CRANBERRY — The Pittsburgh Penguins have no doubts about how high they can lift their game.
Not when they’ve done it a number of times during the first 44 games this season.
What they can’t seem to figure out is why they’ve failed to perform at an acceptable level on a fairly regular basis, which is the main reason they’ll reach the NHL’s all-star break sitting outside of the Eastern Conference playoff field.
“If anybody had an answer, it probably would have been solved by now,” Bryan Rust said after practice Thursday at UPMC Lemieux Sports Complex. “It’s hard to put a finger on one thing. Who knows what’s really the catalyst behind it?”
Even so, he’s confident about the chances of the Penguins playing to their potential during the remaining 38 games.
“It’s there,” Rust said. “We’ve all seen it. You guys have seen it. You’ve seen us play fantastic games and you’ve seen us play horse(bleep) games, for lack of a better word.”
Actually, that description might qualify as charitable, if applied to the Penguins’ 5-2 loss at Arizona Monday. While they’ve plunged to some troubling depths over the course of the past three-plus months, that might have been the nadir.
So far, anyway.
But even if it was the worst, it hardly was the only bad one.
If it had been, the Penguins (21-17-6) wouldn’t be bobbing along around .500 heading into home games against Florida Friday and Montreal Saturday.
Their outlook was considerably more promising a week ago, when the Pittsburgh Penguins were body-surfing the momentum of an impressive 60-minute showing in a 3-0 victory against Seattle. That performance suggested they had hit upon the formula needed to succeed this season, and embraced it.
However, it proved to be as much of a mirage as anything the Penguins subsequently saw during their time in the deserts of Nevada and Arizona because, after two solid periods in Las Vegas last Saturday, they self-immolated for the balance of that game and the one that followed against the Coyotes.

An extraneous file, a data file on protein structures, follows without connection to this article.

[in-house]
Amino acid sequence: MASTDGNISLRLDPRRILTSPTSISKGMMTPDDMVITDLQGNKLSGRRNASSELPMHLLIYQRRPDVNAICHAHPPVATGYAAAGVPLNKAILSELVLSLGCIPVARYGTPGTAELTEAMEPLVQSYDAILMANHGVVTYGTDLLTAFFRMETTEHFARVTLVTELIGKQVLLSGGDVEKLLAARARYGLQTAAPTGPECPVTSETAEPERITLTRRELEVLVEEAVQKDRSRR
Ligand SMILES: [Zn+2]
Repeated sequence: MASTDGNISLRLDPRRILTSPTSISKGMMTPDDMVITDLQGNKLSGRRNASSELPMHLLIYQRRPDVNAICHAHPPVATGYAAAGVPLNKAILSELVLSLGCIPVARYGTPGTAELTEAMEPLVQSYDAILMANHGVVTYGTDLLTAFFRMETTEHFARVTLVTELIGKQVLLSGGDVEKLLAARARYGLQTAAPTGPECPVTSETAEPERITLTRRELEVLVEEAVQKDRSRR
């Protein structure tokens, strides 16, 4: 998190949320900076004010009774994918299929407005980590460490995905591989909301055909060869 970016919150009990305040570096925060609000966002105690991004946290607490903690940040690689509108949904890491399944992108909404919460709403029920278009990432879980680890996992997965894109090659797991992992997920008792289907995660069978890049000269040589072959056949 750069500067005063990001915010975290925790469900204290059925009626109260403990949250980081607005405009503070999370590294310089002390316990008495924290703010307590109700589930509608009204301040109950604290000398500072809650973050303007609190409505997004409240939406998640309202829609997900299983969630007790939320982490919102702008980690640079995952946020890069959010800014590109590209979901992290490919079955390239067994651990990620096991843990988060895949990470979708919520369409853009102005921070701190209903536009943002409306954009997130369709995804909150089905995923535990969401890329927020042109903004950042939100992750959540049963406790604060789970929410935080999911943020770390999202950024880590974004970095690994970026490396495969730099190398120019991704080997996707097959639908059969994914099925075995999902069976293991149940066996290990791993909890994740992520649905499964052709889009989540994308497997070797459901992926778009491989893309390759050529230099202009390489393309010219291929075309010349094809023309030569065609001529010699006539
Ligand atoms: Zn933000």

“I would argue, actually, that the first 40 minutes against Vegas, we were the better team,” said Lars Eller, who is on pace to appear in his 1.000th NHL game Saturday. “We didn’t give them much, but we gave them enough to lose. And Arizona was just a bad game, overall. That you have to move on from.”
And they have to do it quickly. It would be unduly dramatic to characterize the next two games as “must-win,” but the Penguins are five points out of the final wild-card spot in the East, and that gap could grow if Detroit takes a point or two from Philadelphia Thursday night.
Recognizing the value of the consistency they seek is easy; actually attaining it can be much tougher.
“Consistency, with any team in the league, is something that’s always a challenge,” Sidney Crosby said. “I think that if it was easy, teams would be going to the playoffs, cruising every year. It doesn’t happen that way. Everyone goes through different ups and downs. Look at Edmonton: They’ve won 14 in a row and couldn’t win a game at the start of the year.”
The Oilers, who were 5-12-1 in their first 18 games, are an extreme example, but Crosby’s point defies contention. Every team is going to have off-nights and bad stretches over the course of 82 games; the key variables are how often they occur and how long they last.
While these Pittsburgh Penguins aren’t likely to run off 14 victories in a row, they do believe several stretches, including the 10-3-3 run that preceded the game in Las Vegas, are evidence they are capable of accumulating points in bunches.
“What makes me confident is the way we played when we played at our best,” Eller said. “We had five (victories) in a row in November. We had 10 out of whatever here up until the last two games. So I know the highest level we’re capable of playing at is good enough to beat everyone.
“But we have to come together and do it much more consistently. I think it’s just a matter of commitment, hunger and the mental preparation, no matter who you’re playing. I know we have the capability in this room and I believe we still have the hunger. But we have to go and show it.”
Ideally, from the Penguins’ perspective, they will begin to do that no later than Friday, when the Panthers visit PPG Paints Arena at 7:08 p.m., and Saturday, when the Canadiens stop by for the final game before the all-star break.
“Obviously, they’re important,” Crosby said. “You want to feel good going into the break. With the games-in-hand that we have, we’ve got to grab some points here, have some urgency. … Every single point is important from here on in.”